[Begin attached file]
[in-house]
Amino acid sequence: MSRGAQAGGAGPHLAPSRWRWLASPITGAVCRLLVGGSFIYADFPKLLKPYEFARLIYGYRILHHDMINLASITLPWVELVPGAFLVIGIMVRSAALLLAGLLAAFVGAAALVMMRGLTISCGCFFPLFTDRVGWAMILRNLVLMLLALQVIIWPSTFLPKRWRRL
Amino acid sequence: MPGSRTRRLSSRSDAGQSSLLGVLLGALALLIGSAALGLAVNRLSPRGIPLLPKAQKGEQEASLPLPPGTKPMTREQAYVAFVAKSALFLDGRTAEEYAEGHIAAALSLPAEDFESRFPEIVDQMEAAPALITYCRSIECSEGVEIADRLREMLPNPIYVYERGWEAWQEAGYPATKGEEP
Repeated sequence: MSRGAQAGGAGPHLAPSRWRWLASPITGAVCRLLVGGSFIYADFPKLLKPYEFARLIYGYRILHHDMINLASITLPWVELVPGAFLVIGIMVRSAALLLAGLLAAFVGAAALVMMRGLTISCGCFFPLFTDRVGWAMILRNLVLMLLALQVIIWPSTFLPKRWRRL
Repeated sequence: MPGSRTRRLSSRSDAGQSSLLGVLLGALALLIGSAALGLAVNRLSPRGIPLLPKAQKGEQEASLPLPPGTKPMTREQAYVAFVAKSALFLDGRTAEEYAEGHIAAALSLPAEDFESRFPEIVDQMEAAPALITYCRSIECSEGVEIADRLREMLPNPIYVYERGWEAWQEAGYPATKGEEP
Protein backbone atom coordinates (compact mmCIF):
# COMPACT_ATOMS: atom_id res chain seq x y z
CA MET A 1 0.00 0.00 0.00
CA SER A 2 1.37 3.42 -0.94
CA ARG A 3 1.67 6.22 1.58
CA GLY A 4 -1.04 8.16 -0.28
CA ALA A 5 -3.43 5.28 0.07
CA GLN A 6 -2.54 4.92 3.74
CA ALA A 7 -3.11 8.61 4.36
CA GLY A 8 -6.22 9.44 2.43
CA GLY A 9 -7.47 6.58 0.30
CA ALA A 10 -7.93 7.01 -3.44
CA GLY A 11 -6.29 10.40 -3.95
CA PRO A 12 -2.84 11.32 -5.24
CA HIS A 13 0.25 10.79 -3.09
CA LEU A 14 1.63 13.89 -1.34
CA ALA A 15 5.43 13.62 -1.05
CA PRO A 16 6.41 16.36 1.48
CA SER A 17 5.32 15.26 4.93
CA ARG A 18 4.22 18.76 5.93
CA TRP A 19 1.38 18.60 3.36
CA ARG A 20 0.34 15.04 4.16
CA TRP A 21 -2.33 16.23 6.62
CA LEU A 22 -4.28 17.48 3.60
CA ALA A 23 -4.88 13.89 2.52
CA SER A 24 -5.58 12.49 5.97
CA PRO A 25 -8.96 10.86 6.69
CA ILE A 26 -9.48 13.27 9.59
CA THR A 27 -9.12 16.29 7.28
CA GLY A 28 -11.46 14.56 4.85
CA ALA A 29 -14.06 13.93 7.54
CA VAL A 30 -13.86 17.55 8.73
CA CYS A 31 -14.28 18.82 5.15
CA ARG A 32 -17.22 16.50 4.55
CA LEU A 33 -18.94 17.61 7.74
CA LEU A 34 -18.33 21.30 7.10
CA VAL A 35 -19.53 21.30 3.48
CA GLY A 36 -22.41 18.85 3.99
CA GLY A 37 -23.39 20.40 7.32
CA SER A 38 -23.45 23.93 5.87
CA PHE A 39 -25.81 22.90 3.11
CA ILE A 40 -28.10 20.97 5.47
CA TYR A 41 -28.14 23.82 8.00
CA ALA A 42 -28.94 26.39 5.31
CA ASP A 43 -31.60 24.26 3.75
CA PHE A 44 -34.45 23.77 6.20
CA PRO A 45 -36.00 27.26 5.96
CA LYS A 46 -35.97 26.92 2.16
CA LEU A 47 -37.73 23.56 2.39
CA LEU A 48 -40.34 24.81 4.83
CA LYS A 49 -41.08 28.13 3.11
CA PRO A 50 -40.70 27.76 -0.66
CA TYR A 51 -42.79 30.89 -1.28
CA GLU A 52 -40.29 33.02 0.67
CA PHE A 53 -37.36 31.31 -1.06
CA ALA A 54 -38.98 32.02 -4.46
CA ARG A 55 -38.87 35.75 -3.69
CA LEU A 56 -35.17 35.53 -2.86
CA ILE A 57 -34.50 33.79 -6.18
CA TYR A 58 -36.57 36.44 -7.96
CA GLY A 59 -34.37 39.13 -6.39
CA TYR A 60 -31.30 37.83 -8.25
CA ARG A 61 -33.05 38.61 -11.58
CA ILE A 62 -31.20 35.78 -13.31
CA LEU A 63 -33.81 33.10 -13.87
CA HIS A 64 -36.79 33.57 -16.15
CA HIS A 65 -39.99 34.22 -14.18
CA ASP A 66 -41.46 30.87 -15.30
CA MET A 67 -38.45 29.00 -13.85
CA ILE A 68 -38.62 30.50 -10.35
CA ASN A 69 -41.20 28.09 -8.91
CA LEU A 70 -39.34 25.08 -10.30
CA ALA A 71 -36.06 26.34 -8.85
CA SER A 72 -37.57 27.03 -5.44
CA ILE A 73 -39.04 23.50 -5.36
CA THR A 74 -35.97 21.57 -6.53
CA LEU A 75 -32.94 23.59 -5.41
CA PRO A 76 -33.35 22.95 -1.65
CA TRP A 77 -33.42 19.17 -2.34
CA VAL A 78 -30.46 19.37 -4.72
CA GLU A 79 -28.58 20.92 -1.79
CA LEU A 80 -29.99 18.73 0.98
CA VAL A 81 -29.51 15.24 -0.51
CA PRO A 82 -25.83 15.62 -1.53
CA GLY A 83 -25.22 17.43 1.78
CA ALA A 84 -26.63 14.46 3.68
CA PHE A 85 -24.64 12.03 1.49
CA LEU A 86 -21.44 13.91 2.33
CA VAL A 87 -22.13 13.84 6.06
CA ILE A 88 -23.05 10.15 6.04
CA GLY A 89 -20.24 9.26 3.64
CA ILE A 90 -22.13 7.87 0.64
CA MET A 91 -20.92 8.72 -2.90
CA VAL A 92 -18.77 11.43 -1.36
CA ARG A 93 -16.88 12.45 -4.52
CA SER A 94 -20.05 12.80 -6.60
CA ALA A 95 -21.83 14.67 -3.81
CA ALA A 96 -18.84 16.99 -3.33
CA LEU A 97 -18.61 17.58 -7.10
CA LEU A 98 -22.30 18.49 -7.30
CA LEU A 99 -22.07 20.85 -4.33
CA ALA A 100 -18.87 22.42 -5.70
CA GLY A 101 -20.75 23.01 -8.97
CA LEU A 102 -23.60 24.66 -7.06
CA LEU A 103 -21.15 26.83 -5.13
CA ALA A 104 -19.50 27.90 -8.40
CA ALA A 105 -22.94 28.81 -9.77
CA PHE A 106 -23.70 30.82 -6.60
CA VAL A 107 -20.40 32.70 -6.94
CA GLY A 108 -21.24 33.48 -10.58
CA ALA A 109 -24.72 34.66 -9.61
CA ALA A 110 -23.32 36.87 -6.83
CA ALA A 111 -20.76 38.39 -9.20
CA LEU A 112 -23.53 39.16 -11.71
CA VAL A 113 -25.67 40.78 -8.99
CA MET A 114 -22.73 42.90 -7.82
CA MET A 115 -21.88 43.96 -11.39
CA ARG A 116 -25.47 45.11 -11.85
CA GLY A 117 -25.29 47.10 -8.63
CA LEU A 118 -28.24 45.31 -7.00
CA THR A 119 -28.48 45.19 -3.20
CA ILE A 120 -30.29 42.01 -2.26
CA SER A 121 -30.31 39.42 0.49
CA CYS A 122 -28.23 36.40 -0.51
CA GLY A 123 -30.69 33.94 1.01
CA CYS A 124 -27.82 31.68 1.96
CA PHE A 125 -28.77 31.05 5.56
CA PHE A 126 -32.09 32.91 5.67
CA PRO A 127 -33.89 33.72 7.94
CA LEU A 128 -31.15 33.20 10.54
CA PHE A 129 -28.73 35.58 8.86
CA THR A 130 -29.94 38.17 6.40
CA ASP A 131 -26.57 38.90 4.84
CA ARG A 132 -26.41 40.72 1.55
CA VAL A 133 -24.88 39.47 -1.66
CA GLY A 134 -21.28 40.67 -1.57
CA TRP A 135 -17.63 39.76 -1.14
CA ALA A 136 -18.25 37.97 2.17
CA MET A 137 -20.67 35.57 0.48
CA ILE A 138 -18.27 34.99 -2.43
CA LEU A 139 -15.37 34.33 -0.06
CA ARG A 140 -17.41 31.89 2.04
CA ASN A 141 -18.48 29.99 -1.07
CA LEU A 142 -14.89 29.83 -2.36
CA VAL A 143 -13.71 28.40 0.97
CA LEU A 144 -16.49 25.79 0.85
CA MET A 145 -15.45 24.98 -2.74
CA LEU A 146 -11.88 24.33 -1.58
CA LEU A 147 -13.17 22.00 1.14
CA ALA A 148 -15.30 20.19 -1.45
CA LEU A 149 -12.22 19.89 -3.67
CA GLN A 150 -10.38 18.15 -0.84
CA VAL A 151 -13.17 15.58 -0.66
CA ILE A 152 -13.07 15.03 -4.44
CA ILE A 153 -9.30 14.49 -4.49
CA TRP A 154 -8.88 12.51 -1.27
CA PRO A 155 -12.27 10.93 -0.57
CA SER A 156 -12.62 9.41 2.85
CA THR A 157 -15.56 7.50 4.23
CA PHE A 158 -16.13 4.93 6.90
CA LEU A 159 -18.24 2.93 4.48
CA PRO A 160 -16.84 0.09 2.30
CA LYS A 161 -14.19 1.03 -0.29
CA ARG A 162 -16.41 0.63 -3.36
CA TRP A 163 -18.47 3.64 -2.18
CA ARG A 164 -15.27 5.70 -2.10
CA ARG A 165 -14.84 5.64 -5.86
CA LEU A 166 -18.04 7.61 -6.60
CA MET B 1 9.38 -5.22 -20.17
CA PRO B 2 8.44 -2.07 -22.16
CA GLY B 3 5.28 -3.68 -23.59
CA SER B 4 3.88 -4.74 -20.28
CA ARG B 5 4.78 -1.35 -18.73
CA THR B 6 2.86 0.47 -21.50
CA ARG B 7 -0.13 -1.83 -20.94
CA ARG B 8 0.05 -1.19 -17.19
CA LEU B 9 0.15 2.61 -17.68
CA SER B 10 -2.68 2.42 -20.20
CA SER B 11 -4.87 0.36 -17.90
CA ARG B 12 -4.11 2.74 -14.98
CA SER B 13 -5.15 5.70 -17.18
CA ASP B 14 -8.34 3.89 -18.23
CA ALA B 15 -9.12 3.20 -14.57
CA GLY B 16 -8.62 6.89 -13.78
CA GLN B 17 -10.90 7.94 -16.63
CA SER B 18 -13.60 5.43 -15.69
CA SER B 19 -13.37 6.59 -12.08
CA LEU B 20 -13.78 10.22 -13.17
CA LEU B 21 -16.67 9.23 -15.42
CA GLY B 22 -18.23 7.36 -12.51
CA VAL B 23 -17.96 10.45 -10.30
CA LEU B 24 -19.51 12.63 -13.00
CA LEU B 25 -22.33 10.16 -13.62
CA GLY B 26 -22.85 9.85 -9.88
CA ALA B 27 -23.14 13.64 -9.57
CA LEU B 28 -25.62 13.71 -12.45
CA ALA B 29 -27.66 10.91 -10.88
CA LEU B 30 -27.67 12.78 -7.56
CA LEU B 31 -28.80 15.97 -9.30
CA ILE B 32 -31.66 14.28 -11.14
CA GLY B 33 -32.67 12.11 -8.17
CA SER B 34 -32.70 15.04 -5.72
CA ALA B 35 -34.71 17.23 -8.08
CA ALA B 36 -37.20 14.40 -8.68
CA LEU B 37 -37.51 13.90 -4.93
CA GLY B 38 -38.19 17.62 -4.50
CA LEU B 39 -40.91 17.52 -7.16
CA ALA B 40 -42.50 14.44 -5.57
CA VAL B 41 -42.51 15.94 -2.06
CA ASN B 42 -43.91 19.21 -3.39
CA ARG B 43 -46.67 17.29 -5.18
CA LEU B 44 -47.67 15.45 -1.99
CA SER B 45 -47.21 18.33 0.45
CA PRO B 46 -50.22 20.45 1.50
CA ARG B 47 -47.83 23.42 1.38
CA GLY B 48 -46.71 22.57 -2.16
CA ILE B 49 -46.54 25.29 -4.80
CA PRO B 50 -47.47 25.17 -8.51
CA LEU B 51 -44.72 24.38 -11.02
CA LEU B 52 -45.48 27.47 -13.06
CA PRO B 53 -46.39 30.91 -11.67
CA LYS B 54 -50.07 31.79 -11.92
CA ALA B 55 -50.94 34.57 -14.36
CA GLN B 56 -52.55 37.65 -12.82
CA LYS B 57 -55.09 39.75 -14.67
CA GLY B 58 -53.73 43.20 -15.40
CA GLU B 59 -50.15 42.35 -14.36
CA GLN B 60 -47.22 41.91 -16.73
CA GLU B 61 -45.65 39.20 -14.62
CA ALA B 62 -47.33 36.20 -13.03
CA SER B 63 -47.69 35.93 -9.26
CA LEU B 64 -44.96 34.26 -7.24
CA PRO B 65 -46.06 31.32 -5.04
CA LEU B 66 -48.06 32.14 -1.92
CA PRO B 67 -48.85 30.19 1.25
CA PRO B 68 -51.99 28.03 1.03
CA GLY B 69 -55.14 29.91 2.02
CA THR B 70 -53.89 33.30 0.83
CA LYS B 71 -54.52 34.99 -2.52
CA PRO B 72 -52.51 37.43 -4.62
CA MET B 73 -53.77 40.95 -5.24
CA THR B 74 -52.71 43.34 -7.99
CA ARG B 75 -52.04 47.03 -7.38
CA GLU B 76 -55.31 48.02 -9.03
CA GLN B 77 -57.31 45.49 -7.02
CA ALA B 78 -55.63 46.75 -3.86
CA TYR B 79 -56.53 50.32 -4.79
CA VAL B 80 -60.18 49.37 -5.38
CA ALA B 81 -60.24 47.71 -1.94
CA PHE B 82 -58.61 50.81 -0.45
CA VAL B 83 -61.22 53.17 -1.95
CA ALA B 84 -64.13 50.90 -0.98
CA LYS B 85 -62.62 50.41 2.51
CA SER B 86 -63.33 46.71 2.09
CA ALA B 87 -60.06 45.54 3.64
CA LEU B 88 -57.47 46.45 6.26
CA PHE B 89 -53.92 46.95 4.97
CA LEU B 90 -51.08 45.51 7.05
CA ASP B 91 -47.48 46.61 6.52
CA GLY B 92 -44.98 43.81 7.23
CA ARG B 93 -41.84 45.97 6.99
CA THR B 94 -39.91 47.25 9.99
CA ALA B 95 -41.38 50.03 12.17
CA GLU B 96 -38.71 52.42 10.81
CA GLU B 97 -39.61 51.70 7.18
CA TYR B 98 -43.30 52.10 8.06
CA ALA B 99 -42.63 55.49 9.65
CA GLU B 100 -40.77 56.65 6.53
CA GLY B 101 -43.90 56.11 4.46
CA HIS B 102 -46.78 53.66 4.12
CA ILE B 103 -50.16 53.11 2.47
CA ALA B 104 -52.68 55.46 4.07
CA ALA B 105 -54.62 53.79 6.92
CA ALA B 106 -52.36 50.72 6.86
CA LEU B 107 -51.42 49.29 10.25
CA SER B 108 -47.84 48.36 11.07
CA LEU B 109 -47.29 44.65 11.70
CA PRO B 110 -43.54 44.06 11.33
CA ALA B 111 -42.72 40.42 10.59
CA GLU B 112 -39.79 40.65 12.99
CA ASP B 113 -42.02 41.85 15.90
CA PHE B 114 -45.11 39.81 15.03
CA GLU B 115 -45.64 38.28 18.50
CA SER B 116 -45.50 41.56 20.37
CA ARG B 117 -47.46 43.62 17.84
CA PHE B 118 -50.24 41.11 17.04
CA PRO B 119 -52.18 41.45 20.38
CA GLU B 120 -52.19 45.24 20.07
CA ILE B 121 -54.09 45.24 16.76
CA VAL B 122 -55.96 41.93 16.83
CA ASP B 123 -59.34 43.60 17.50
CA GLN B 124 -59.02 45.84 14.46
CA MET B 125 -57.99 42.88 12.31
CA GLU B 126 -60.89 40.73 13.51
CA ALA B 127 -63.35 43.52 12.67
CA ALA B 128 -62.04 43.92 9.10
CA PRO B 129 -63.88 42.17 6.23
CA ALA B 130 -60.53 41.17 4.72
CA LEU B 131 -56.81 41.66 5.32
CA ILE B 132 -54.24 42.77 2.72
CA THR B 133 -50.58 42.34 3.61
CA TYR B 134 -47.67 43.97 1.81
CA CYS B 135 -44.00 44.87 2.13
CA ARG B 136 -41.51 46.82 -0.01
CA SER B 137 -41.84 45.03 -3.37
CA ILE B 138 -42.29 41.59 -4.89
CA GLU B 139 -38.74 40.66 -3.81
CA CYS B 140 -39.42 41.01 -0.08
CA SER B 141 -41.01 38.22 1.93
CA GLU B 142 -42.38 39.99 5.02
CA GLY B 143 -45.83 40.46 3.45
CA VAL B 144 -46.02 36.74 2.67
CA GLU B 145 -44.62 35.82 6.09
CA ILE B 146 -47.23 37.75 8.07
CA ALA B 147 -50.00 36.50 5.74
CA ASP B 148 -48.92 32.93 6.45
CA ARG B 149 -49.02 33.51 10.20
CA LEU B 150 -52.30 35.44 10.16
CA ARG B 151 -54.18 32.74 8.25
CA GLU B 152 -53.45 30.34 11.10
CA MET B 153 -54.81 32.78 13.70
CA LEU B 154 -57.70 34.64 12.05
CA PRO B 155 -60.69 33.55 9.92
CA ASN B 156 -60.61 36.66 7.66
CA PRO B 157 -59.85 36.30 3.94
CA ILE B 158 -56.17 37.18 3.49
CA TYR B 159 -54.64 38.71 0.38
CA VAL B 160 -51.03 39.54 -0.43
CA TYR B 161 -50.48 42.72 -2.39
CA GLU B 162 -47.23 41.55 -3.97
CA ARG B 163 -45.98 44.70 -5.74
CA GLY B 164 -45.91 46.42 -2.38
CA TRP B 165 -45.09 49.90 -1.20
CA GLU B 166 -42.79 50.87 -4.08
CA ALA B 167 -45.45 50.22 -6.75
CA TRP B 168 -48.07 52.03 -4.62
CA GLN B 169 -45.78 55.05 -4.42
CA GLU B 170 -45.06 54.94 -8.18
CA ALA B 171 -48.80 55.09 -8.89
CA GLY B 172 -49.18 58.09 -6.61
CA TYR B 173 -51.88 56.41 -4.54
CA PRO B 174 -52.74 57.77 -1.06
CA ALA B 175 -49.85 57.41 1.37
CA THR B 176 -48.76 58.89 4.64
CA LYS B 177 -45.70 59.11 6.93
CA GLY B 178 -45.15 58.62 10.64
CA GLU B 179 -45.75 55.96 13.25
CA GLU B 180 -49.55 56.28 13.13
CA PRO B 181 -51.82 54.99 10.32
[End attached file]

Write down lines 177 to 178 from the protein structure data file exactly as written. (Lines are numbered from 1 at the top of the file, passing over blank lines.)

CA SER B 4 3.88 -4.74 -20.28
CA ARG B 5 4.78 -1.35 -18.73